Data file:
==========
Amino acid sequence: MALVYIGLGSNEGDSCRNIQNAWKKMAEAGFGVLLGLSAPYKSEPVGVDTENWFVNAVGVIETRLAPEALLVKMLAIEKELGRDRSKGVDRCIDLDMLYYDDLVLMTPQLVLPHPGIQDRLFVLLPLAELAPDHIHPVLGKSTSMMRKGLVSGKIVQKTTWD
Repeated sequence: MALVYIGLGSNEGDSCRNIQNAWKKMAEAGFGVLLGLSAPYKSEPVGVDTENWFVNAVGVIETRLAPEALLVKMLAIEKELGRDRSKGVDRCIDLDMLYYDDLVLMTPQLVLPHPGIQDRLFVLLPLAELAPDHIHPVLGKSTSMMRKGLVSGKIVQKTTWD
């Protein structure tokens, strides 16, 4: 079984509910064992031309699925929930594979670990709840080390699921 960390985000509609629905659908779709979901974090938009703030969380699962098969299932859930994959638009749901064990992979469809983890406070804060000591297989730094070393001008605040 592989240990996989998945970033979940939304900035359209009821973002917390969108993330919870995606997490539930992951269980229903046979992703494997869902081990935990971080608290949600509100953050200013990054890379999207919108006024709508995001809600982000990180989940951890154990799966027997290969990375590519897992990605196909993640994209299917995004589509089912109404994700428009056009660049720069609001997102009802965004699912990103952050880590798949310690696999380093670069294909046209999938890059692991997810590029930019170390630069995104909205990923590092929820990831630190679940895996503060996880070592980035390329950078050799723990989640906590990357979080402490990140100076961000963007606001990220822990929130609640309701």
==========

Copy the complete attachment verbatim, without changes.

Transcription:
Amino acid sequence: MALVYIGLGSNEGDSCRNIQNAWKKMAEAGFGVLLGLSAPYKSEPVGVDTENWFVNAVGVIETRLAPEALLVKMLAIEKELGRDRSKGVDRCIDLDMLYYDDLVLMTPQLVLPHPGIQDRLFVLLPLAELAPDHIHPVLGKSTSMMRKGLVSGKIVQKTTWD
Repeated sequence: MALVYIGLGSNEGDSCRNIQNAWKKMAEAGFGVLLGLSAPYKSEPVGVDTENWFVNAVGVIETRLAPEALLVKMLAIEKELGRDRSKGVDRCIDLDMLYYDDLVLMTPQLVLPHPGIQDRLFVLLPLAELAPDHIHPVLGKSTSMMRKGLVSGKIVQKTTWD
């Protein structure tokens, strides 16, 4: 079984509910064992031309699925929930594979670990709840080390699921 960390985000509609629905659908779709979901974090938009703030969380699962098969299932859930994959638009749901064990992979469809983890406070804060000591297989730094070393001008605040 592989240990996989998945970033979940939304900035359209009821973002917390969108993330919870995606997490539930992951269980229903046979992703494997869902081990935990971080608290949600509100953050200013990054890379999207919108006024709508995001809600982000990180989940951890154990799966027997290969990375590519897992990605196909993640994209299917995004589509089912109404994700428009056009660049720069609001997102009802965004699912990103952050880590798949310690696999380093670069294909046209999938890059692991997810590029930019170390630069995104909205990923590092929820990831630190679940895996503060996880070592980035390329950078050799723990989640906590990357979080402490990140100076961000963007606001990220822990929130609640309701």